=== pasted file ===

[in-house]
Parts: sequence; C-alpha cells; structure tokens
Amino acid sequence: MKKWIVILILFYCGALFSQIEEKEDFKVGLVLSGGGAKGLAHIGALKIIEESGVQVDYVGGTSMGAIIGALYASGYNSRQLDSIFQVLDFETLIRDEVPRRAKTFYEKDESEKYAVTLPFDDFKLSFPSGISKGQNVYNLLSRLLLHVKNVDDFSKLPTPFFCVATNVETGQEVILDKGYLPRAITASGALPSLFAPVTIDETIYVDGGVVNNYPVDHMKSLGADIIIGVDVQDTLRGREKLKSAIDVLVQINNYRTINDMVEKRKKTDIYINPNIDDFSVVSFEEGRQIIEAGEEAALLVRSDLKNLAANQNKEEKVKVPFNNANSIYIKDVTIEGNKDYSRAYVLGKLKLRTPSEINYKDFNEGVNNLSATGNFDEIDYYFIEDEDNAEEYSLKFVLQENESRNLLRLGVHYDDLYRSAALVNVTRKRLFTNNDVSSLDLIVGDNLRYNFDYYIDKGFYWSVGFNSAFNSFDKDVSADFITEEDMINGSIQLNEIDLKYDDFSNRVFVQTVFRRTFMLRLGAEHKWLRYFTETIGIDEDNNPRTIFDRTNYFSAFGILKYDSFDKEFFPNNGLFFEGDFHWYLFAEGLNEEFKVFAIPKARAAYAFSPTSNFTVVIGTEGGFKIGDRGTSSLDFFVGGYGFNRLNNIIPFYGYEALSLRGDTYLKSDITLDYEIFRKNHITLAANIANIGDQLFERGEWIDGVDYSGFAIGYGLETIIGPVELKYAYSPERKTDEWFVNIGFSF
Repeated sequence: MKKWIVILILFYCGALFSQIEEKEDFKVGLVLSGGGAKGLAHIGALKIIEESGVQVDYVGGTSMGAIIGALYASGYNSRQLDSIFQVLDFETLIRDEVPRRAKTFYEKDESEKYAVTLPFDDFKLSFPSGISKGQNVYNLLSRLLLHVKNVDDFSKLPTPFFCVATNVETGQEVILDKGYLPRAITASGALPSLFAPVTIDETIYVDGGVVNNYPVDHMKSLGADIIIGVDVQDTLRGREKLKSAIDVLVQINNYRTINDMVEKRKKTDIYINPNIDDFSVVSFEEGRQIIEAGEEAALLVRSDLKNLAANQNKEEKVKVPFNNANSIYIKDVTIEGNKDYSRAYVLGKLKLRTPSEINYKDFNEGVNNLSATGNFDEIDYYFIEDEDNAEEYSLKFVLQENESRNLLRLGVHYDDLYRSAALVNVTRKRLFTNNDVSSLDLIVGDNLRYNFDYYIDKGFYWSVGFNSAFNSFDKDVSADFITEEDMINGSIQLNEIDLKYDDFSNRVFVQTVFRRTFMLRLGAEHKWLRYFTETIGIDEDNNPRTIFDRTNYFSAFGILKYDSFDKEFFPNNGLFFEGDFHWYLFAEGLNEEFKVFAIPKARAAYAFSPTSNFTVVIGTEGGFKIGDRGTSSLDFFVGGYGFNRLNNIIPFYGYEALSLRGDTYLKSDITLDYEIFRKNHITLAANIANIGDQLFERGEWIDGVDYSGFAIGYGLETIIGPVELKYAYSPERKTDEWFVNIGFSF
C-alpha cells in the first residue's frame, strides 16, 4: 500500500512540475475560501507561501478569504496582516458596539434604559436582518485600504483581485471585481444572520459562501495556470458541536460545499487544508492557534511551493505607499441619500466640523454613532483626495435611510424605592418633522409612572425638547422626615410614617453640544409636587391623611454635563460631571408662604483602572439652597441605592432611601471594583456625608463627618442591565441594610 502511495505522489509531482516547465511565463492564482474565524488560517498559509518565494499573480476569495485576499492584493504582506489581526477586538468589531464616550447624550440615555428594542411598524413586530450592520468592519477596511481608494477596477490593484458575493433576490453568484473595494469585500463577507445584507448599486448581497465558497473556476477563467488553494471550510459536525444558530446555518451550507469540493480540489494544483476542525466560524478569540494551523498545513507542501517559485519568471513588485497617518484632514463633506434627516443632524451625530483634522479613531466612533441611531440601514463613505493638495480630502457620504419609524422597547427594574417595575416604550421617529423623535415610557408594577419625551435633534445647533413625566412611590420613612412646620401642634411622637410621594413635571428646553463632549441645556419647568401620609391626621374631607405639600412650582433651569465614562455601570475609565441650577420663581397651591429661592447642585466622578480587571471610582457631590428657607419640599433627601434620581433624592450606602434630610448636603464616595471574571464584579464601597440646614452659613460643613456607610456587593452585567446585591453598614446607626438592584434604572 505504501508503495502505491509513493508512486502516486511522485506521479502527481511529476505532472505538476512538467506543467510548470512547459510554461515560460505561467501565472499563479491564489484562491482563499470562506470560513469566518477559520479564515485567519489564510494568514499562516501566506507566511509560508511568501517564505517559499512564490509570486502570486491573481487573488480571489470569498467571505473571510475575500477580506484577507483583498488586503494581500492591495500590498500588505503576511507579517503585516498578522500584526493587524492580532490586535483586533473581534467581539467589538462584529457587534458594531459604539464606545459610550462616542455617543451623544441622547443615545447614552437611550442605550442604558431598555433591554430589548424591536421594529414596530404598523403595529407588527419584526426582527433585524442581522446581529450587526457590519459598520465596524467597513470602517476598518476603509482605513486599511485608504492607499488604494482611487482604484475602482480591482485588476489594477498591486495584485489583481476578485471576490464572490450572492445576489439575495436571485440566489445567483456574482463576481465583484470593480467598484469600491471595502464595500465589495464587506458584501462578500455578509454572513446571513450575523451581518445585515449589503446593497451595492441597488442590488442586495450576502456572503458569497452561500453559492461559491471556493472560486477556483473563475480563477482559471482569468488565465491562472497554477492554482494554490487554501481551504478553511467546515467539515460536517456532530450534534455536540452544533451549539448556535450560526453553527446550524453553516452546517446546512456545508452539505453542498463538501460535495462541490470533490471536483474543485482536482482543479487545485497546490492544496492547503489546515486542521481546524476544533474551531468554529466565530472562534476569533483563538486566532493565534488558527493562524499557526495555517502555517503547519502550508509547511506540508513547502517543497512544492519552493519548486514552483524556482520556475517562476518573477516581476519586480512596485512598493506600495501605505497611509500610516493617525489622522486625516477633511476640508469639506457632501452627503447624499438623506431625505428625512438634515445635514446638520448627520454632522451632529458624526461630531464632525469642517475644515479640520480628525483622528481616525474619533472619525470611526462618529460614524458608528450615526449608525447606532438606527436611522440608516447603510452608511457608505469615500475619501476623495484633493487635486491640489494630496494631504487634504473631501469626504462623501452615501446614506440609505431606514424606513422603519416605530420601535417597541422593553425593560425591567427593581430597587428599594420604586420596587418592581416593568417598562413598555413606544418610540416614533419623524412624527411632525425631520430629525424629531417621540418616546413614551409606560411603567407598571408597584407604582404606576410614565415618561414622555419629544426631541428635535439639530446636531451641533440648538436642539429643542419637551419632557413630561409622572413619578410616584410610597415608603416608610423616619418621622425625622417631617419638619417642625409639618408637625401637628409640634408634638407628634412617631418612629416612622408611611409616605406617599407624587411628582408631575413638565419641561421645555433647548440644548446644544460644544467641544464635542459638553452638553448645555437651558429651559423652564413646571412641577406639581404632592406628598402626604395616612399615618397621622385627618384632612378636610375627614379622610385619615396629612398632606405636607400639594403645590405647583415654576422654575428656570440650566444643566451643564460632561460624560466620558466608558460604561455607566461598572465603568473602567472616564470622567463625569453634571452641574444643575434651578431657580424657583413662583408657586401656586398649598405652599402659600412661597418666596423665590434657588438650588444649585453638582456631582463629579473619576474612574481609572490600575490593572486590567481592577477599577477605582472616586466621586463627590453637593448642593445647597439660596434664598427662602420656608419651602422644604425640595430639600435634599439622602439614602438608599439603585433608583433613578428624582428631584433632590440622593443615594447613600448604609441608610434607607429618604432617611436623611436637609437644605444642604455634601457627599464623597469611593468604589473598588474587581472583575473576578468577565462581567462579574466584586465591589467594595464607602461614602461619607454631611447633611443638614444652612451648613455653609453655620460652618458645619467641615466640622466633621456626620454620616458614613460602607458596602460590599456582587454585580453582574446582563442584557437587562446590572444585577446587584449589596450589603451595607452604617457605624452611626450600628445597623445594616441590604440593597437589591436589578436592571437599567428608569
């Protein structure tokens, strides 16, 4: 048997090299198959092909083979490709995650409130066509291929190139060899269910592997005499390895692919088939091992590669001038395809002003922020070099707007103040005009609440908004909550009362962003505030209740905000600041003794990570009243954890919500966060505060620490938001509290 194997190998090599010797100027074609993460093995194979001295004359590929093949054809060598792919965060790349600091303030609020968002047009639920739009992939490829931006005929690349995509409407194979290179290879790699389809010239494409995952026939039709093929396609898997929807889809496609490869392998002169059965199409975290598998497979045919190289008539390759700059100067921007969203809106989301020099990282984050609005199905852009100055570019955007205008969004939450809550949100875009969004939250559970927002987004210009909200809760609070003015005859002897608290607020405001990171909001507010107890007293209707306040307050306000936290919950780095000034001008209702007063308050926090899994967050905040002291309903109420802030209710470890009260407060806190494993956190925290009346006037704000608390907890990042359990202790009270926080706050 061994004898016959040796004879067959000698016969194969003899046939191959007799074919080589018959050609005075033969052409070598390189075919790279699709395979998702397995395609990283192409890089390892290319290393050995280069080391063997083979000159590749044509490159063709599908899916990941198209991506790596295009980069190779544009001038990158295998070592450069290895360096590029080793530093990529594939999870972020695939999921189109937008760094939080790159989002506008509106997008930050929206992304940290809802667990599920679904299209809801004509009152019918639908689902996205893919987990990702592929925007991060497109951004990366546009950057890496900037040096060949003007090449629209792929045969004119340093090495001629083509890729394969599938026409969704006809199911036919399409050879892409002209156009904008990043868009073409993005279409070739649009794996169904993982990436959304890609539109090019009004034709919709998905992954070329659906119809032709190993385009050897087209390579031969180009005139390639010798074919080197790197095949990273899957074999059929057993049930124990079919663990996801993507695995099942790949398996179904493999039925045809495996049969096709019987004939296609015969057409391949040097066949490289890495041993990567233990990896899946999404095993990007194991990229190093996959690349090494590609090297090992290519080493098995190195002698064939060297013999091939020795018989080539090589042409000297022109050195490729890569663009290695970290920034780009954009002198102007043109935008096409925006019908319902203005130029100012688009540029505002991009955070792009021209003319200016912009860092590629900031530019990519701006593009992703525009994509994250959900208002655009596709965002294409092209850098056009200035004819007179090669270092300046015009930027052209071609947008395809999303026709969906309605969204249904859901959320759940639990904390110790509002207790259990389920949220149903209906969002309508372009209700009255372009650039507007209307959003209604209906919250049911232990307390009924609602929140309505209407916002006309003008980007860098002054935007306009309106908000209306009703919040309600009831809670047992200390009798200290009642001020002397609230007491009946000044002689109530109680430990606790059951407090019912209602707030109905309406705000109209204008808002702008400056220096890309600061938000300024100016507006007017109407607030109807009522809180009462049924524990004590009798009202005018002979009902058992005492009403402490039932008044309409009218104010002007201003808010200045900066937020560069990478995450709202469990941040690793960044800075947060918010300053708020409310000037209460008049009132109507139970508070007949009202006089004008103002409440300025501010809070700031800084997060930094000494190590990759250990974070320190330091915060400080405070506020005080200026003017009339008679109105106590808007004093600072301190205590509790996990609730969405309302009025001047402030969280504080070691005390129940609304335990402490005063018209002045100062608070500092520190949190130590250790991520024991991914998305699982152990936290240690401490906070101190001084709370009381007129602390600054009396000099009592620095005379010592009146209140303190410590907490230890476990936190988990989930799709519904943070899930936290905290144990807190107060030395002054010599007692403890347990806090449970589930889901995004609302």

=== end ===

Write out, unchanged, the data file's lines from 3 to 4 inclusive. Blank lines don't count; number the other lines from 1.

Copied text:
Amino acid sequence: MKKWIVILILFYCGALFSQIEEKEDFKVGLVLSGGGAKGLAHIGALKIIEESGVQVDYVGGTSMGAIIGALYASGYNSRQLDSIFQVLDFETLIRDEVPRRAKTFYEKDESEKYAVTLPFDDFKLSFPSGISKGQNVYNLLSRLLLHVKNVDDFSKLPTPFFCVATNVETGQEVILDKGYLPRAITASGALPSLFAPVTIDETIYVDGGVVNNYPVDHMKSLGADIIIGVDVQDTLRGREKLKSAIDVLVQINNYRTINDMVEKRKKTDIYINPNIDDFSVVSFEEGRQIIEAGEEAALLVRSDLKNLAANQNKEEKVKVPFNNANSIYIKDVTIEGNKDYSRAYVLGKLKLRTPSEINYKDFNEGVNNLSATGNFDEIDYYFIEDEDNAEEYSLKFVLQENESRNLLRLGVHYDDLYRSAALVNVTRKRLFTNNDVSSLDLIVGDNLRYNFDYYIDKGFYWSVGFNSAFNSFDKDVSADFITEEDMINGSIQLNEIDLKYDDFSNRVFVQTVFRRTFMLRLGAEHKWLRYFTETIGIDEDNNPRTIFDRTNYFSAFGILKYDSFDKEFFPNNGLFFEGDFHWYLFAEGLNEEFKVFAIPKARAAYAFSPTSNFTVVIGTEGGFKIGDRGTSSLDFFVGGYGFNRLNNIIPFYGYEALSLRGDTYLKSDITLDYEIFRKNHITLAANIANIGDQLFERGEWIDGVDYSGFAIGYGLETIIGPVELKYAYSPERKTDEWFVNIGFSF
Repeated sequence: MKKWIVILILFYCGALFSQIEEKEDFKVGLVLSGGGAKGLAHIGALKIIEESGVQVDYVGGTSMGAIIGALYASGYNSRQLDSIFQVLDFETLIRDEVPRRAKTFYEKDESEKYAVTLPFDDFKLSFPSGISKGQNVYNLLSRLLLHVKNVDDFSKLPTPFFCVATNVETGQEVILDKGYLPRAITASGALPSLFAPVTIDETIYVDGGVVNNYPVDHMKSLGADIIIGVDVQDTLRGREKLKSAIDVLVQINNYRTINDMVEKRKKTDIYINPNIDDFSVVSFEEGRQIIEAGEEAALLVRSDLKNLAANQNKEEKVKVPFNNANSIYIKDVTIEGNKDYSRAYVLGKLKLRTPSEINYKDFNEGVNNLSATGNFDEIDYYFIEDEDNAEEYSLKFVLQENESRNLLRLGVHYDDLYRSAALVNVTRKRLFTNNDVSSLDLIVGDNLRYNFDYYIDKGFYWSVGFNSAFNSFDKDVSADFITEEDMINGSIQLNEIDLKYDDFSNRVFVQTVFRRTFMLRLGAEHKWLRYFTETIGIDEDNNPRTIFDRTNYFSAFGILKYDSFDKEFFPNNGLFFEGDFHWYLFAEGLNEEFKVFAIPKARAAYAFSPTSNFTVVIGTEGGFKIGDRGTSSLDFFVGGYGFNRLNNIIPFYGYEALSLRGDTYLKSDITLDYEIFRKNHITLAANIANIGDQLFERGEWIDGVDYSGFAIGYGLETIIGPVELKYAYSPERKTDEWFVNIGFSF